Investigators believe she was probably lying on a sand bank below the high water mark, then when the tidal flow came on she was washed into the river by the incoming tide. Unconscious and unable to move, Janet drowned. Police suspected she had also been the victim of a sexual assault.
Lancashire Police drafted in one of the force’s most senior murder squad officers to head the investigation into the killing. Detective Superintendent Graham Gooch put together a 50-strong team based in an incident room not far from where Janet worked at Hutton headquarters.
It was a photograph taken of Janet for her police security pass which was blown up on a poster and circulated around Preston. With her curly blonde hair and chirpy smile it was to become an enduring image.
A £5,000 reward was put up by the Crimestoppers Trust for any information leading to the arrest and conviction of the killer. The sum was later matched by the Lancashire Post.
Anyone with information can call police on 101. Alternatively, Crimestoppers can be contacted anonymously on 0800 5555 111. You can also report through the Major Incident Public PortalBushes at the spot where Janet was dragged down the river bank were cut off at the base, tagged and labelled and sent for forensic examination.
Post photographer Darren Andrews, while taking pictures at the scene, found Janet’s bloodstained blouse and told police about his discovery. The spot was close to where the brothers had heard a disturbance.
Her clothing and jewellery were recovered from the area and hairs found on the top and one of her socks were forensically tested and DNA profiles recorded.
Only her stone-washed, Wrangler jeans were missing despite a call from a group of children who claimed to have found them while playing in bushes near to the murder scene. When officers returned to the riverbank they had vanished.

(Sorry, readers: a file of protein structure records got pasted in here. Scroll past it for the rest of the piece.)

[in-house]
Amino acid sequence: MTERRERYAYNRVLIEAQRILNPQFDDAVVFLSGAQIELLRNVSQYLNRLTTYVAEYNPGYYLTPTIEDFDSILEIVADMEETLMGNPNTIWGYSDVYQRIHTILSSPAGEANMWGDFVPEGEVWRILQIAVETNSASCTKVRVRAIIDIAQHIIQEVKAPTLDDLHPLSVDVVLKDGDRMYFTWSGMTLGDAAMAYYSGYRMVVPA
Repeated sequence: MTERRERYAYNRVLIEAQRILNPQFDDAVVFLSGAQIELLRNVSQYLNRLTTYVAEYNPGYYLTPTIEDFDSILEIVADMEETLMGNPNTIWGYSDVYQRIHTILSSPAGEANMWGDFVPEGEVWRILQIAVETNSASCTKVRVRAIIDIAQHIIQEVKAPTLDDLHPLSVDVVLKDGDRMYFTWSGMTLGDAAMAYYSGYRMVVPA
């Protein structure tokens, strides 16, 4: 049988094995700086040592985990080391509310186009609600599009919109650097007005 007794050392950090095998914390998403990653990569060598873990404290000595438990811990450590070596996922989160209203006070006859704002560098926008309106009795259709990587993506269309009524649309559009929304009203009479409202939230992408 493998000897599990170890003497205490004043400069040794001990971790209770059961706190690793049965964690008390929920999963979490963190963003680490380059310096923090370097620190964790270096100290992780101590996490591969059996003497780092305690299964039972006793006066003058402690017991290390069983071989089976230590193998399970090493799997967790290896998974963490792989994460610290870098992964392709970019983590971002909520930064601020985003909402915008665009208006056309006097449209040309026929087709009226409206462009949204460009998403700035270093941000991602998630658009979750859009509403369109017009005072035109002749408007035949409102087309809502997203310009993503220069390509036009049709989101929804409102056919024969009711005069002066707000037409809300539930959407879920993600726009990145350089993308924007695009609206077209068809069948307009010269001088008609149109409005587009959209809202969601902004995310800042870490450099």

Experts from nuclear giant BNFL produced a computer model of the Ribble estuary to help pinpoint where Janet’s body had entered the river.
Studying tide times and the moment they suspected Janet was attacked, they worked out where her body must have been dumped in the water for it to have been washed up by The Continental.
Computer profiling was used to probe possible links with 200 other unsolved murders across the United Kingdom stretching back 20 years while experts drew up a profile of the likely killer.
This study was released by Acting Det Supt Colin Maloney, who said: “This man carried out a blitz attack on a very vulnerable victim and the offender had a great rage or anger which was demonstrated by the attack.
“He was disorganised and showed a lack of planning as the attack was so close to the main road. This indicates he is at the younger end of the spectrum.
“It is likely he has a history of violence against women which might have been manifested in previous convictions, although not necessarily. Looking at other murders it is almost certain that this offender has knowledge of the area.
“He will be familiar with or have previous knowledge of the murder scene and it is likely he lives, or did live, in the area.”
In the weeks after the killing police released images of Janet caught on security cameras from businesses around Preston town centre in the hours before her death.
More than 1,400 statements were taken as the incident room phones buzzed with people offering information.
Officers travelled the length and breadth of the country from Winchester to Carlisle and from Hull to Chester investigating possible suspects.
A reconstruction of Janet’s last known movements was put together with a fellow student playing the role of the murdered student.
On June 28 hundreds of friends and family packed into St Teresa’s Church, Penwortham, for a memorial service. Just four days later an inquest hearing was told how Janet was beaten and left for dead by the Ribble until the tide carried her body away. The official cause of death was recorded as drowning.
On September 3, 1996 Janet was buried at Hill Road Cemetery in a private ceremony after a funeral service attended by hundreds of mourners at St Teresa’s RC Church.
The service was so packed some people were forced to sit on the street outside to listen. It was 11 weeks after Janet was found dead and just five days before what would have been her 21st birthday.
The same day the BBC’s Crimewatch programme broadcast a nationwide appeal which attracted more than 50 calls to the incident room.
But none provided the breakthrough police were looking for in the hunt for killer who had taken the life of their popular young colleague, and 25 years on it remains one of Lancashire’s most infamous unsolved murders.
This article is abridged from the book Lancashire’s Most Notorious Murders by Mike Hill and Nicola Adam.
Anyone with information can call police on 101. Alternatively, Crimestoppers can be contacted anonymously on 0800 5555 111. You can also report through the Major Incident Public Portal